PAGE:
TV licensing...

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Psamathe
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Re: TV licensing...

Postby Psamathe » 18 Feb 2020, 12:13pm

[XAP]Bob wrote:Because they make a profit from some of their shows using the “worldwide” arm - and that helps fund their less profitable businesses.

But why should BBC require a compulsory subscription to fund this whereas ITV, C4, Sky, etc. have to manage by persuading customers to subscribe.

Ian

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NATURAL ANKLING
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Re: TV licensing...

Postby NATURAL ANKLING » 18 Feb 2020, 12:24pm

Hi,
Yes!
Why does a company demand payment to watch live broadcast that could be made in another country and nothing to do with this country or the company that imposes this fee on over 30 million people?

It all sounds rather dictatorship or even Victorian doesn't it?

can you imagine any other company organisation anywhere in the world that can do this.
Unless it was for the well-being of all people.
Taxes pay for the well-being of all of us.
BBC licence fee Should simply be for people who want to watch BBC stuff.
If the BBC licence fee is for all broadcast live material then surely they should be handing over of a portion of it to the other broadcasting firms?
NA Thinks Just End 2 End Return + Bivvy
You'll Still Find Me At The Top Of A Hill
Please forgive the poor Grammar I blame it on my mobile and phat thinkers.

Psamathe
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Joined: 10 Jan 2014, 8:56pm

Re: TV licensing...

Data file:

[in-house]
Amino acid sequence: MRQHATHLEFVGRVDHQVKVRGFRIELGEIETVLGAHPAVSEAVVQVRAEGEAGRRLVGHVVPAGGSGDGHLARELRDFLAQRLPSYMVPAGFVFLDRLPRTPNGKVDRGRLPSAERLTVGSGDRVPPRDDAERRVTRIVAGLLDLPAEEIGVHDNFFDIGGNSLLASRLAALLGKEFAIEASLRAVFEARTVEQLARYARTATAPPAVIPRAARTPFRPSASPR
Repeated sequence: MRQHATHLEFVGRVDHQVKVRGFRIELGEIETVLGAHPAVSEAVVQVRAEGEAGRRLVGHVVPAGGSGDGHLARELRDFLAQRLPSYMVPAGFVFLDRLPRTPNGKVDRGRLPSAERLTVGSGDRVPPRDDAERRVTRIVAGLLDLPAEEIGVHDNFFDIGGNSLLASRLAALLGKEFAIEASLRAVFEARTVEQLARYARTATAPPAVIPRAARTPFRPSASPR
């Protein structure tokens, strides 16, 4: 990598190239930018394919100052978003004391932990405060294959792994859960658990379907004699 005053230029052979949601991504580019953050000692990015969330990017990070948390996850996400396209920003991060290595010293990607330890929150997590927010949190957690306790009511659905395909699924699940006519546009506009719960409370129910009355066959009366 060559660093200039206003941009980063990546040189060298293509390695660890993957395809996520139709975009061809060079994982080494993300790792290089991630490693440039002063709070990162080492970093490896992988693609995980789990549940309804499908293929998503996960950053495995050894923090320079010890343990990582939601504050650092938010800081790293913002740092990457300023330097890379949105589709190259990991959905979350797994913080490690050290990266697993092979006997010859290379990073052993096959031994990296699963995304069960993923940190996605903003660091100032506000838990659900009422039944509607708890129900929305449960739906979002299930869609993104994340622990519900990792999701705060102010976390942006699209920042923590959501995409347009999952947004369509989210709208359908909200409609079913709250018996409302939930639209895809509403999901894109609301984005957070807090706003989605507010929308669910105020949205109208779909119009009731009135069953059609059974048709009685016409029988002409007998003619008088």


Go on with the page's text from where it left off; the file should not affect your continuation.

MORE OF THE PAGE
Postby Psamathe » 18 Feb 2020, 12:33pm

NATURAL ANKLING wrote:.....
If the BBC licence fee is for all broadcast live material then surely they should be handing over of a portion of it to the other broadcasting firms?

Which would enable a more diverse range of less profitable programs to be created through a broader range of companies.

Of course the BBC might have to reduce some of their salaries e.g. £1,750,000 to one "star" or £1,250,000 to another (2018-2019 figures, although the £1,250,000 was for 9 months not a full 12 months)).

Good use of license fee money?

Ian

mercalia
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Location: london South

Re: TV licensing...

Postby mercalia » 18 Feb 2020, 1:33pm

Psamathe wrote:
NATURAL ANKLING wrote:.....
If the BBC licence fee is for all broadcast live material then surely they should be handing over of a portion of it to the other broadcasting firms?

Which would enable a more diverse range of less profitable programs to be created through a broader range of companies.

Of course the BBC might have to reduce some of their salaries e.g. £1,750,000 to one "star" or £1,250,000 to another (2018-2019 figures, although the £1,250,000 was for 9 months not a full 12 months)).

Good use of license fee money?

Ian


The BBC wears 2 hats - one as the regulator, collecting fees for live broadcasting reception, and the other as a programme maker. As i said before it is legalised fingers in the till?

If I was Boris I would strip the BBC of the regulator role.
Last edited by mercalia on 18 Feb 2020, 1:37pm, edited 3 times in total.

fullupandslowingdown